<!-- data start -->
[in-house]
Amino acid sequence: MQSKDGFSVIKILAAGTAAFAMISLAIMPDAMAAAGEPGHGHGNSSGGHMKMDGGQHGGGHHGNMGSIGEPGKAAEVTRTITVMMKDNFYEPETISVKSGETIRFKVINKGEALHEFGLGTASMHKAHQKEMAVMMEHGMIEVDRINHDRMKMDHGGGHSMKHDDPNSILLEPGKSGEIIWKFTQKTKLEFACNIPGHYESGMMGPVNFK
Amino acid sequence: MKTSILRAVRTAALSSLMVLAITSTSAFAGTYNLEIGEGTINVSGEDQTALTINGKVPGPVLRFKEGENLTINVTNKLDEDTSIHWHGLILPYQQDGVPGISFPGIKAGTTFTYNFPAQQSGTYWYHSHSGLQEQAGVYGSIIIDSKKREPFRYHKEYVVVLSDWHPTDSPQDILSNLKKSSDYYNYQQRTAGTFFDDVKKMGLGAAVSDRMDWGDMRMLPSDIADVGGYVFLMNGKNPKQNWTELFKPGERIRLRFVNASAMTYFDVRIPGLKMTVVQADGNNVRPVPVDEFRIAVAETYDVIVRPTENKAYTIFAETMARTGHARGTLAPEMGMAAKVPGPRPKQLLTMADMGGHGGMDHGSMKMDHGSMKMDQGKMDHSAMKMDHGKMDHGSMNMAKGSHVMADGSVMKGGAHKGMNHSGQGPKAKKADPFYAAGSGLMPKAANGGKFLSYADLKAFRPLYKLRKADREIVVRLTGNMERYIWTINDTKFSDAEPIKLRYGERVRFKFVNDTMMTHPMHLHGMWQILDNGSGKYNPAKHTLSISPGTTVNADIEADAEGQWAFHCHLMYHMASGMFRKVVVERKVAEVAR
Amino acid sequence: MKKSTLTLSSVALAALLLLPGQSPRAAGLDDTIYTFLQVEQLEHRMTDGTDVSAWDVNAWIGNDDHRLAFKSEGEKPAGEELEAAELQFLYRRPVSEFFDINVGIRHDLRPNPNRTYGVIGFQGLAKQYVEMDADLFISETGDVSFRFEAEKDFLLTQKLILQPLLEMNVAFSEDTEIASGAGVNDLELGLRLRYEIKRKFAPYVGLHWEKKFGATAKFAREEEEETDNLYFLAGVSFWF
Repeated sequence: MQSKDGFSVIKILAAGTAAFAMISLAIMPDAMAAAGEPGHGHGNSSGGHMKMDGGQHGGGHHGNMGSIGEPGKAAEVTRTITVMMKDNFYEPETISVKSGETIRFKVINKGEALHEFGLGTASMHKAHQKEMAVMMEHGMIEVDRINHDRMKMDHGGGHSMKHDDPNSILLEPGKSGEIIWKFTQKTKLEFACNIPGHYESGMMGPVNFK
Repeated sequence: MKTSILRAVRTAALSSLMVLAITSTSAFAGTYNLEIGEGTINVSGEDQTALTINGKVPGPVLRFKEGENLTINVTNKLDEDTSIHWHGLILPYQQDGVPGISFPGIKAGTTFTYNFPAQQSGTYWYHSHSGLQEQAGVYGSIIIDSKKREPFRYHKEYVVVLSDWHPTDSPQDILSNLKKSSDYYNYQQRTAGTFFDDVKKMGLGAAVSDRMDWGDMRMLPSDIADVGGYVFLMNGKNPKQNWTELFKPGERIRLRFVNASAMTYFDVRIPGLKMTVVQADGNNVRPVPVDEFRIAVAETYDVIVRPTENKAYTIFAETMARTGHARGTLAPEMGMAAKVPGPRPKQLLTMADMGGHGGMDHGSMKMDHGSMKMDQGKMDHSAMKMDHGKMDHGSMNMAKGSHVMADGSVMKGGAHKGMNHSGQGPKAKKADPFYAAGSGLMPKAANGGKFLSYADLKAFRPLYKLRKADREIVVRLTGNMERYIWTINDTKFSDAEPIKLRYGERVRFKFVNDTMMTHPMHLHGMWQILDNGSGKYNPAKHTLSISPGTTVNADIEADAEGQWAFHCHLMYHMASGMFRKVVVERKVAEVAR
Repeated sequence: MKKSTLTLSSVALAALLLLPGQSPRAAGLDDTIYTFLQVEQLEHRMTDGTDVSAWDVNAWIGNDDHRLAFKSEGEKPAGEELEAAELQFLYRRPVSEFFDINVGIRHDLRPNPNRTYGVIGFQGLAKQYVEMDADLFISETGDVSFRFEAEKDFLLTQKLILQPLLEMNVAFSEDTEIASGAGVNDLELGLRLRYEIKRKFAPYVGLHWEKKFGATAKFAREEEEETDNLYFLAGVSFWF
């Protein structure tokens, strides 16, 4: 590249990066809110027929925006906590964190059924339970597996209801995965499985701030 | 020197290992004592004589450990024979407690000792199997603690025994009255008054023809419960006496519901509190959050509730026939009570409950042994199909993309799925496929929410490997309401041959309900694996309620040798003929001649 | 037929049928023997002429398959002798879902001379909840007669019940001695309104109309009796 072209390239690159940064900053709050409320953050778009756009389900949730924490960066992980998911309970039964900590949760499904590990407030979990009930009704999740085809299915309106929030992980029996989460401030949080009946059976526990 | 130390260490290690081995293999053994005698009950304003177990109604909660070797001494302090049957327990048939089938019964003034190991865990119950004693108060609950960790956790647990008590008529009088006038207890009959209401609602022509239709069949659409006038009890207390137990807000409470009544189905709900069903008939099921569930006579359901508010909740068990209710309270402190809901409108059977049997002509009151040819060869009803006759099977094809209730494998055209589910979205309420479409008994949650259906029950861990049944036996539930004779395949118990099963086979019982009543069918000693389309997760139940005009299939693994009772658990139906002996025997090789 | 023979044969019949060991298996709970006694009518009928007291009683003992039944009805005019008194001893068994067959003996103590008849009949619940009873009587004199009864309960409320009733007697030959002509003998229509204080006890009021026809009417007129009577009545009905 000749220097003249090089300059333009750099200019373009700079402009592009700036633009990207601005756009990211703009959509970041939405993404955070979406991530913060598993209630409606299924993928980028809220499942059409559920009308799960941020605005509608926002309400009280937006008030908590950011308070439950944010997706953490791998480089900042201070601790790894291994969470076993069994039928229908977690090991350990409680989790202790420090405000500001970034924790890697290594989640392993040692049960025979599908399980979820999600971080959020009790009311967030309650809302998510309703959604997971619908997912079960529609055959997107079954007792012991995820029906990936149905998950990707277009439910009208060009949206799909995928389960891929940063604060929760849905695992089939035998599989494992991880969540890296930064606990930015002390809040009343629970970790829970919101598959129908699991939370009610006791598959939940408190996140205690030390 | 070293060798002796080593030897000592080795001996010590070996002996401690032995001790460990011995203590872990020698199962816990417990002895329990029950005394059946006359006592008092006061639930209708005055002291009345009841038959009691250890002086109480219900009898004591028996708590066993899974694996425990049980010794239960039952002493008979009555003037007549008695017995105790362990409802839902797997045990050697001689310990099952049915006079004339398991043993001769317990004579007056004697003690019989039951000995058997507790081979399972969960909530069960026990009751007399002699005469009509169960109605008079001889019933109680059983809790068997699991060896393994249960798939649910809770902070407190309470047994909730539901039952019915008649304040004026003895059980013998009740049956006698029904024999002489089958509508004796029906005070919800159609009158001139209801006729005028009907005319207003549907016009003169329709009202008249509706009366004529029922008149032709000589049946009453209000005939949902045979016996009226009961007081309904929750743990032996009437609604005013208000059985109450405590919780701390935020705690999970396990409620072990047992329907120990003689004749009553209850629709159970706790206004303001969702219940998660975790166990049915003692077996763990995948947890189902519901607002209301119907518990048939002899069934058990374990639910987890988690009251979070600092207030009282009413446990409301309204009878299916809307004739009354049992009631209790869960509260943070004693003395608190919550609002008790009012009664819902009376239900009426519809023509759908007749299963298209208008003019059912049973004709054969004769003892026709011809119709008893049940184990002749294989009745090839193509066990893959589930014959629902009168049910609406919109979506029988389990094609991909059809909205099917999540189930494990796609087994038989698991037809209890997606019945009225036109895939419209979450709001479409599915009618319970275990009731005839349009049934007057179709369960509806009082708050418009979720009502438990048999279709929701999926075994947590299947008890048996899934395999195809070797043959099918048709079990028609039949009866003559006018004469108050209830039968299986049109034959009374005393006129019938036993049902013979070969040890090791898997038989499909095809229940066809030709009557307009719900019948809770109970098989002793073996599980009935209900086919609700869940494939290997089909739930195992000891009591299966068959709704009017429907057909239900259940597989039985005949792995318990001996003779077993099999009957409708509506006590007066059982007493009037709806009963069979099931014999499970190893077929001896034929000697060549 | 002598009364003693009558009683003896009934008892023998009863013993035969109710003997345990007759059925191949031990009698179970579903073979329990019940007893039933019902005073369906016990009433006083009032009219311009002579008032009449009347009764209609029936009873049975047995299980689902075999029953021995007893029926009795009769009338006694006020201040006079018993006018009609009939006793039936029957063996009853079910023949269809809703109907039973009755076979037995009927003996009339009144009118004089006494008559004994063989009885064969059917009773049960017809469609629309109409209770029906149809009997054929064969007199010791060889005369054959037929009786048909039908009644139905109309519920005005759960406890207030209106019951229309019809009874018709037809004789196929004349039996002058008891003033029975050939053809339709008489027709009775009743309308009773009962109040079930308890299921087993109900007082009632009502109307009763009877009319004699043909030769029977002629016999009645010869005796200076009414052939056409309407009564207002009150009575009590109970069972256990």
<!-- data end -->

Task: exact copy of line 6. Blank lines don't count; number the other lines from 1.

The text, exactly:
Repeated sequence: MKTSILRAVRTAALSSLMVLAITSTSAFAGTYNLEIGEGTINVSGEDQTALTINGKVPGPVLRFKEGENLTINVTNKLDEDTSIHWHGLILPYQQDGVPGISFPGIKAGTTFTYNFPAQQSGTYWYHSHSGLQEQAGVYGSIIIDSKKREPFRYHKEYVVVLSDWHPTDSPQDILSNLKKSSDYYNYQQRTAGTFFDDVKKMGLGAAVSDRMDWGDMRMLPSDIADVGGYVFLMNGKNPKQNWTELFKPGERIRLRFVNASAMTYFDVRIPGLKMTVVQADGNNVRPVPVDEFRIAVAETYDVIVRPTENKAYTIFAETMARTGHARGTLAPEMGMAAKVPGPRPKQLLTMADMGGHGGMDHGSMKMDHGSMKMDQGKMDHSAMKMDHGKMDHGSMNMAKGSHVMADGSVMKGGAHKGMNHSGQGPKAKKADPFYAAGSGLMPKAANGGKFLSYADLKAFRPLYKLRKADREIVVRLTGNMERYIWTINDTKFSDAEPIKLRYGERVRFKFVNDTMMTHPMHLHGMWQILDNGSGKYNPAKHTLSISPGTTVNADIEADAEGQWAFHCHLMYHMASGMFRKVVVERKVAEVAR